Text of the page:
Sunday, July 17, 2011

I like herons. We get 'm in two basic flavours. Tame, sometimes tame enough that if you go fishing somewhere it will sit next to you ready to snatch whatever you catch before you can get the hook out.


Then there's the more or less wild variety. A lot less used to humans and incline to take off if they think you get too close. This one didn't, judging by the beak it's so young it has not yet learned to act wild.

Herons have another advantage for us photographers, they're one of the few birds with a build-in grey card (you know, those cards with 18% grey you can get to really nail your exposure).

Holding Grey Card

It's true, meter on a grey area of the bird using spot metering and you will nail the exposure each and every time!

Monday, July 11, 2011

Grasshopper Warbler
Originally uploaded by j_wijnands.
Yesterday I got my first ever chance to photograph a grasshopper warbler. These are generally shy birds that are often heard but rarely seen. The characteristic sound is a very long rattle, almost like a rattle snake. I heard this one long before I got a chance to see it. This was an unusually tame bird, I got the chance to take 40 pics at a comfortable distance. Light wasn't from the best direction but this way it does work I think. While I was observing it I was stunned at how long such a tiny bird can make so much noise.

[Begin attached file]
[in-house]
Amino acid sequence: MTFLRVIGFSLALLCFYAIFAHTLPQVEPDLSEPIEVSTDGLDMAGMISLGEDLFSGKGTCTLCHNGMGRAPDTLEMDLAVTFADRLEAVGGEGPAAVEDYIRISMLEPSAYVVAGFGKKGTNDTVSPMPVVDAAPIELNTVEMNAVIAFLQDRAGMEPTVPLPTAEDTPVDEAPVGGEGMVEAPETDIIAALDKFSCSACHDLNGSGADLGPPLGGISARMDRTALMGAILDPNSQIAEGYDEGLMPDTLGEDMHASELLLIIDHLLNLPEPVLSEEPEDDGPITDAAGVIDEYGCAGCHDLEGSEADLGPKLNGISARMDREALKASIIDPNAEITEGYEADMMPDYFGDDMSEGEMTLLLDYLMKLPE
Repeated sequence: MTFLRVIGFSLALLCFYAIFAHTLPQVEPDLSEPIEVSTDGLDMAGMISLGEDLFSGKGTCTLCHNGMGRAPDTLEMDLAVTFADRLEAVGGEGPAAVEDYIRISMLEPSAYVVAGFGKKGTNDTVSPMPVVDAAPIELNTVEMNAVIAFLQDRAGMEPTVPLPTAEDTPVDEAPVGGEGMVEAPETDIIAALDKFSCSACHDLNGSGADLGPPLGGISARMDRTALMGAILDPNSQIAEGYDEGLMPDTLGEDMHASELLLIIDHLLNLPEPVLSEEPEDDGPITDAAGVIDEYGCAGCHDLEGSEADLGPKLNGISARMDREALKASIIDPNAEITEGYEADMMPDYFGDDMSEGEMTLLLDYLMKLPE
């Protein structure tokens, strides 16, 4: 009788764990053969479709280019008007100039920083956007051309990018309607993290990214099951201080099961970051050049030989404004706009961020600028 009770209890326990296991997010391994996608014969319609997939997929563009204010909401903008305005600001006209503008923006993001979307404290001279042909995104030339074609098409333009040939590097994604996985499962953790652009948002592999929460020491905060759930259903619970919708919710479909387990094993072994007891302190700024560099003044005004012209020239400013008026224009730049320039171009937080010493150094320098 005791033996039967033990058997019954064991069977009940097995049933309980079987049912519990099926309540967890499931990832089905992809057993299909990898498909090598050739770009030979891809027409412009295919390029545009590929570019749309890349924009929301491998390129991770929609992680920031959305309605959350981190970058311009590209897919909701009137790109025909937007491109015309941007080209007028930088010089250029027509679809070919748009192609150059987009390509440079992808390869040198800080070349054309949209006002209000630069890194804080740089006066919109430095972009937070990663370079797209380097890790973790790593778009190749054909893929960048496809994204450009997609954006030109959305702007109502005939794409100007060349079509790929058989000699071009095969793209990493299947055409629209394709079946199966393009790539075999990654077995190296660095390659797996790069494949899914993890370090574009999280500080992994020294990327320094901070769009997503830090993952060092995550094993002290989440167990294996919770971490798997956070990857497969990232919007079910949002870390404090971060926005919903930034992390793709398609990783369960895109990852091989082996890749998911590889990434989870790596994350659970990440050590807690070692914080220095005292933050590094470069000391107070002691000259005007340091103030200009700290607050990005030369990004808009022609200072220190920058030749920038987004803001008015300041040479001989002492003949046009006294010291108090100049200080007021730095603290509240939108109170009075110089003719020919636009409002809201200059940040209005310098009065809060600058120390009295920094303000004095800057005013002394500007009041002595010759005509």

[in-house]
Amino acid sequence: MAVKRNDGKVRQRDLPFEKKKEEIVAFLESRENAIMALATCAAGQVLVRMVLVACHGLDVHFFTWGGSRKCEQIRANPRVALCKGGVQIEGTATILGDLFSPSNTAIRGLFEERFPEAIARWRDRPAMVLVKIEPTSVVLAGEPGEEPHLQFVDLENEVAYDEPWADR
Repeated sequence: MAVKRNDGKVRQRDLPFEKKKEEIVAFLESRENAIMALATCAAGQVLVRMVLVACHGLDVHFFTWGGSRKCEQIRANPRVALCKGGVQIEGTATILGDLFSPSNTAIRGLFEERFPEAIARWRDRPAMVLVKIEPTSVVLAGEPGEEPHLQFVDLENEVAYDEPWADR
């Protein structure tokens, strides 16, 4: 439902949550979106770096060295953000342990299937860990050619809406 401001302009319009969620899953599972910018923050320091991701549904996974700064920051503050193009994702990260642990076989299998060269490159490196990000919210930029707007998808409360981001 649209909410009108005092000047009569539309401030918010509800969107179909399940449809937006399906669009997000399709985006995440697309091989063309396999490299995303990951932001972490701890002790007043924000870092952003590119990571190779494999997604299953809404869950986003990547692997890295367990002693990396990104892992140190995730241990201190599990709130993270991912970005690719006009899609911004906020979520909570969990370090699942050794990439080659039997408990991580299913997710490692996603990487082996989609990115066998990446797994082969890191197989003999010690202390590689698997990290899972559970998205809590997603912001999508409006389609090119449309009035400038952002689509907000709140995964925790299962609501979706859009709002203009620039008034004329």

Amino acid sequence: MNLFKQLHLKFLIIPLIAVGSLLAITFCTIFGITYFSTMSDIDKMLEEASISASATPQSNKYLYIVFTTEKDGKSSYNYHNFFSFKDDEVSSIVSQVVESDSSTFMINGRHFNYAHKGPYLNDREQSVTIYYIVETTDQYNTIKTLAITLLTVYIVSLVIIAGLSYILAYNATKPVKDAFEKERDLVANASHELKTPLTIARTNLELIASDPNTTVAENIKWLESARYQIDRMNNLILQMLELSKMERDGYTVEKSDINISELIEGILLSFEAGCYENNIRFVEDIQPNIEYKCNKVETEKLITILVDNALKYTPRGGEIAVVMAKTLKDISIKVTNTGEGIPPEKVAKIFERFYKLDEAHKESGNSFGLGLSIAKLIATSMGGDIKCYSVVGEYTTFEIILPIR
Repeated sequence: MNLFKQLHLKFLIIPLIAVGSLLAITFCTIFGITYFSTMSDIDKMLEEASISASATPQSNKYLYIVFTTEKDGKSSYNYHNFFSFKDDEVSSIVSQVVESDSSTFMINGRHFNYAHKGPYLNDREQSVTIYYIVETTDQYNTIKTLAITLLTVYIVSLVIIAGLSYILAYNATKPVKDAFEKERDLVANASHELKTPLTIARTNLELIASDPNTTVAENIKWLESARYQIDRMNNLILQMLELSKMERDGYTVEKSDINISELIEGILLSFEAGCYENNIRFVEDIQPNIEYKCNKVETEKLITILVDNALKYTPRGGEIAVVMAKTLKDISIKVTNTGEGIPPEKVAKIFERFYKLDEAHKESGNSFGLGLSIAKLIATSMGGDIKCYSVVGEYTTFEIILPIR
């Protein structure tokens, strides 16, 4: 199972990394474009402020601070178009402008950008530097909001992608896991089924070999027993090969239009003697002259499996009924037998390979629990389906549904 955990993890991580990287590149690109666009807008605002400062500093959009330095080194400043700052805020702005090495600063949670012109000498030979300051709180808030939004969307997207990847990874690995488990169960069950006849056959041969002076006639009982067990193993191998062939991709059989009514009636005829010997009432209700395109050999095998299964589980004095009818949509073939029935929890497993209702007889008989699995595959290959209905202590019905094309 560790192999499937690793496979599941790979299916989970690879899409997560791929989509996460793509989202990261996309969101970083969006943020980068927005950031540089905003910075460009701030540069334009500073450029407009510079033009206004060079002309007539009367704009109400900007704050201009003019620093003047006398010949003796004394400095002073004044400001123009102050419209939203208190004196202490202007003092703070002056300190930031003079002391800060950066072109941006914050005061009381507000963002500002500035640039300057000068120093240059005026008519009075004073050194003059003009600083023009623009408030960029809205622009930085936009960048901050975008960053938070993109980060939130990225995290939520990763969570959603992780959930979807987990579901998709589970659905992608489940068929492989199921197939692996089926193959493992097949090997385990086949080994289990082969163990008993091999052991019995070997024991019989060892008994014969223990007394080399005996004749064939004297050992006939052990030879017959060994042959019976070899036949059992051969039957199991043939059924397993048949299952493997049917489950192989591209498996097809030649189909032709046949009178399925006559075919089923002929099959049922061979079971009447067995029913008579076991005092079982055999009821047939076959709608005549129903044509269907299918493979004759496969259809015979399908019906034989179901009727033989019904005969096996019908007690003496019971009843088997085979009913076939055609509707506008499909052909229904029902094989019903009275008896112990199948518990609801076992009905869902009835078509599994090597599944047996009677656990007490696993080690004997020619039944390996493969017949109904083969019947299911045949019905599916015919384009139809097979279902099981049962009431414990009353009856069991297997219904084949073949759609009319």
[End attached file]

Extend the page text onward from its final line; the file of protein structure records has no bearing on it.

Here's the sound one of these makes:courtesy of wikimedia

Sunday, July 03, 2011

Six-spot Burnet
Originally uploaded by j_wijnands.
Anyone who's spend any time outdoors shooting wildlife and insects will sooner or later find that disruptions in a normal pattern are what catches your attention. The most common is, of course, movement, anything that moves catches your attention. But, it can also be shapes, some things draw your attention immediately because the shape does not fit what your subconscious expects to find. Somewhat trickier is colours. I noticed this burnet because the colour clashes with the pink plant it is sitting on. So I got down on hands and knees, mounted my trusty 100mm tokina and got out a flash and a cable. Some additional light from just on the left side and I got a dozen nice shots. I think this one is one of the nicest because it brings out the antenna but I still need to sort out the rest.